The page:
Kyle Is Sick Of Great Visuals

April 17th, 2011 by Kyle

There’s been a revolution in filmmaking in the past few years, as powerful computing technology has made effects and techniques that used to be complex and difficult easy, and made ones that were impossible possible. It has put in the hands of directors the ability to create visuals that could only be dreamed of only twenty years ago. What once could only be imagined is now ubiquitous.

And I for one am totally sick of it.

This thought started brewing inside me when I walked out of Sucker Punch, and it’s taken me a while to really formulate it, but here it is: All these amazing new filmmaking tools haven’t given us better movies. Hollywood directors and producers think they have, but they really haven’t. In fact, there are examples of filmmakers who have visibly, undeniably had better tools turn them into worse filmmakers.

Of course, George Lucas is probably the most obvious and prominent example of this. He should have spent less time during the creation of the prequels worrying about special effects, and more worrying about storytelling, character development, and dialog. Lots has been said about this, and there’s not much I can add to it.

But Lucas is not the only one to fall into this trap. Look at the movies James Cameron made in the 80s – classics like The Terminator and Aliens. Look at what he’s made lately with all the technology at his control – Titanic and Avatar. Neither of those were awful films, mind you – but both were weak and cliched stories that would have been nothing without their handsome stars or impressive visuals. In fact, the storyline of Avatar was nothing without those things – when it was called Delgo. Certainly, they’re nowhere near as smart and innovative as Cameron’s early films. Avatar’s budget was 36 times bigger than The Terminator’s budget – which is the better film?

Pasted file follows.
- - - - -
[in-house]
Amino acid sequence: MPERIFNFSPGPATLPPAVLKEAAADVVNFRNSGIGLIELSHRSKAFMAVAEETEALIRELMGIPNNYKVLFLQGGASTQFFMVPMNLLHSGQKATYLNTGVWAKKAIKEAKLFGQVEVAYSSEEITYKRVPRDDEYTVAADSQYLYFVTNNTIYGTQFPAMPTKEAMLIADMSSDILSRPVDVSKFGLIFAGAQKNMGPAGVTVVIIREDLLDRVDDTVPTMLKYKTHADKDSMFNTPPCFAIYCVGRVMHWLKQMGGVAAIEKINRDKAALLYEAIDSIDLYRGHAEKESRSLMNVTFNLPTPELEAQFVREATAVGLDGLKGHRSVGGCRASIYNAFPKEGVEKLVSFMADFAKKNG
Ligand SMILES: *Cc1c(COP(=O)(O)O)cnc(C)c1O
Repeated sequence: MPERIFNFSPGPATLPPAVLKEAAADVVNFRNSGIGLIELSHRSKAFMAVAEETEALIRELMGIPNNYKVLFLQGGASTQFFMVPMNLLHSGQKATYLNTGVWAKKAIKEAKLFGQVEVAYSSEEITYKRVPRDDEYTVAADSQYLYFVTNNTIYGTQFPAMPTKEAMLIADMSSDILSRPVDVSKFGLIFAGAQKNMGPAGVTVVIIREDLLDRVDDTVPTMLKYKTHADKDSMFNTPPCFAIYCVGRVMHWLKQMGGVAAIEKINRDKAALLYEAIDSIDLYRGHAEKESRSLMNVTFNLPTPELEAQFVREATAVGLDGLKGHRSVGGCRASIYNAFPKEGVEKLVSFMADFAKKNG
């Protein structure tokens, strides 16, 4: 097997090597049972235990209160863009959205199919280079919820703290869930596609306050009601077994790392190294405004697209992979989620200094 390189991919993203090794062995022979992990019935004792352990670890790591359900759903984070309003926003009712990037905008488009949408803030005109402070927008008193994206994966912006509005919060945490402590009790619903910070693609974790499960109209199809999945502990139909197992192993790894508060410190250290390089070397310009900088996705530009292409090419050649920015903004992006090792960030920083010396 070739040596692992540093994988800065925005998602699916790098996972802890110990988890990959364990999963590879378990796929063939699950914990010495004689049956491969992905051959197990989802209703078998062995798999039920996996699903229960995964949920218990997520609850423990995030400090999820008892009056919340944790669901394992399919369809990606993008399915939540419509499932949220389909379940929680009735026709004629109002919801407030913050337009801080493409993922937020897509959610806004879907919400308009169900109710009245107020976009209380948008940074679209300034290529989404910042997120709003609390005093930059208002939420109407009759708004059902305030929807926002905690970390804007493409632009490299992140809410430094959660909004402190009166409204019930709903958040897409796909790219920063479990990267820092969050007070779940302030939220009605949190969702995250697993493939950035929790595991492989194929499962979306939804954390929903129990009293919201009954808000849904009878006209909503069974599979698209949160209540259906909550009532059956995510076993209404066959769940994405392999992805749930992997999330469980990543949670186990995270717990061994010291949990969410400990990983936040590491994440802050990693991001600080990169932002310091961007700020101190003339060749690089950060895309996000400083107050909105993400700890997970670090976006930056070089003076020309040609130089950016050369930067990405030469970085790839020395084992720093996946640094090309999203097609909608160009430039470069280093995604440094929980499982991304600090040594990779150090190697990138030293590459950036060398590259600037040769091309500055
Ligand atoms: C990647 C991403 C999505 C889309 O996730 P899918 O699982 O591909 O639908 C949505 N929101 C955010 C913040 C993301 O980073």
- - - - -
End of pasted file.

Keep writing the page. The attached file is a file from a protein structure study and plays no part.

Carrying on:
Here’s another one – between 1985 and 1995, without modern effects technology, Robert Zemeckis directed the Back to The Future trilogy, Romancing The Stone, Who Framed Roger Rabbit, and Forrest Gump. In the last ten years, with it, he’s directed The Polar Express, Beowulf, and A Christmas Carol with Jim Carrey, and produced Mars Needs Moms. Need I say more?

Or how about Indiana Jones and the Kingdom of the Crystal Skull? I’m a Crystal Skull defender, by the way – I think it’s just as good as the original trilogy. Just as good – but not better. And certainly not any better because of any advances in visual effects.

Who isn’t sick of the likes of Skyline, Battle Los Angeles, or Sucker Punch? Yes, we’ve always had action, horror, and sci-fi films that have been big, loud, and dumb. But the technology hasn’t done a thing to make them any better.

So, Hollywood, step back from the computers and get back to writing strong stories with memorable characters and well-written dialog. You will, in the end, make better movies than you’re making now. Yes, in the hands of someone with a strong aesthetic vision, these tools can make great things possible. But even that’s hit and miss. The Wachowskis made The Matrix. But they also made Speed Racer. Better tools do not make better artists, nor do they necessarily create better art. If they become a crutch, or a substitute for the abovementioned characters, story, and dialog, then they become a hindrance rather than a help.

And so they have.

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